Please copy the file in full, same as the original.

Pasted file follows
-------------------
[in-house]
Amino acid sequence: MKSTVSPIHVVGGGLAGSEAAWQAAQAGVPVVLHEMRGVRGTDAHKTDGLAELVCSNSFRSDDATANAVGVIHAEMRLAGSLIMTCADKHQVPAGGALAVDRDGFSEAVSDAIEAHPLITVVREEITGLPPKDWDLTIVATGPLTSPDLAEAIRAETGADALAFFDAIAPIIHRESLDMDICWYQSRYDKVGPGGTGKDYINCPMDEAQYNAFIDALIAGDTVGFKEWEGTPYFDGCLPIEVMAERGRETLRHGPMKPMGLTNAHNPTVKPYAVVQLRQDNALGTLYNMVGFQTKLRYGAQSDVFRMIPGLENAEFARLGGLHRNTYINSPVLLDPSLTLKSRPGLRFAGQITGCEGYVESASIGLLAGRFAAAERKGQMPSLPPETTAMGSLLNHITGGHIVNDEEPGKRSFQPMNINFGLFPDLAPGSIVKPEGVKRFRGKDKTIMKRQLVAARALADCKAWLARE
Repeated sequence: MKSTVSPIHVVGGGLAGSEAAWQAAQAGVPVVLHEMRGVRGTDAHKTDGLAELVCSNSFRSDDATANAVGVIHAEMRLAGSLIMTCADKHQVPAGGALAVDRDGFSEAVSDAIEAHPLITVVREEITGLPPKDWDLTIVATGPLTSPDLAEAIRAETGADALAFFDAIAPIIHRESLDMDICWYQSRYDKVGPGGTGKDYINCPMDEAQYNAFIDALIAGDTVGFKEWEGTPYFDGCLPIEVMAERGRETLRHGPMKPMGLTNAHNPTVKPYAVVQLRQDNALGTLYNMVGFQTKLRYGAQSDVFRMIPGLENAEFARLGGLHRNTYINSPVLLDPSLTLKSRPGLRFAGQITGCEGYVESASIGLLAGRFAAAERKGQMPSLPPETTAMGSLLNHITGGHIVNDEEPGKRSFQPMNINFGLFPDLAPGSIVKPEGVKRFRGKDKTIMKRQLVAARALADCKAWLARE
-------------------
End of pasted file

[in-house]
Amino acid sequence: MKSTVSPIHVVGGGLAGSEAAWQAAQAGVPVVLHEMRGVRGTDAHKTDGLAELVCSNSFRSDDATANAVGVIHAEMRLAGSLIMTCADKHQVPAGGALAVDRDGFSEAVSDAIEAHPLITVVREEITGLPPKDWDLTIVATGPLTSPDLAEAIRAETGADALAFFDAIAPIIHRESLDMDICWYQSRYDKVGPGGTGKDYINCPMDEAQYNAFIDALIAGDTVGFKEWEGTPYFDGCLPIEVMAERGRETLRHGPMKPMGLTNAHNPTVKPYAVVQLRQDNALGTLYNMVGFQTKLRYGAQSDVFRMIPGLENAEFARLGGLHRNTYINSPVLLDPSLTLKSRPGLRFAGQITGCEGYVESASIGLLAGRFAAAERKGQMPSLPPETTAMGSLLNHITGGHIVNDEEPGKRSFQPMNINFGLFPDLAPGSIVKPEGVKRFRGKDKTIMKRQLVAARALADCKAWLARE
Repeated sequence: MKSTVSPIHVVGGGLAGSEAAWQAAQAGVPVVLHEMRGVRGTDAHKTDGLAELVCSNSFRSDDATANAVGVIHAEMRLAGSLIMTCADKHQVPAGGALAVDRDGFSEAVSDAIEAHPLITVVREEITGLPPKDWDLTIVATGPLTSPDLAEAIRAETGADALAFFDAIAPIIHRESLDMDICWYQSRYDKVGPGGTGKDYINCPMDEAQYNAFIDALIAGDTVGFKEWEGTPYFDGCLPIEVMAERGRETLRHGPMKPMGLTNAHNPTVKPYAVVQLRQDNALGTLYNMVGFQTKLRYGAQSDVFRMIPGLENAEFARLGGLHRNTYINSPVLLDPSLTLKSRPGLRFAGQITGCEGYVESASIGLLAGRFAAAERKGQMPSLPPETTAMGSLLNHITGGHIVNDEEPGKRSFQPMNINFGLFPDLAPGSIVKPEGVKRFRGKDKTIMKRQLVAARALADCKAWLARE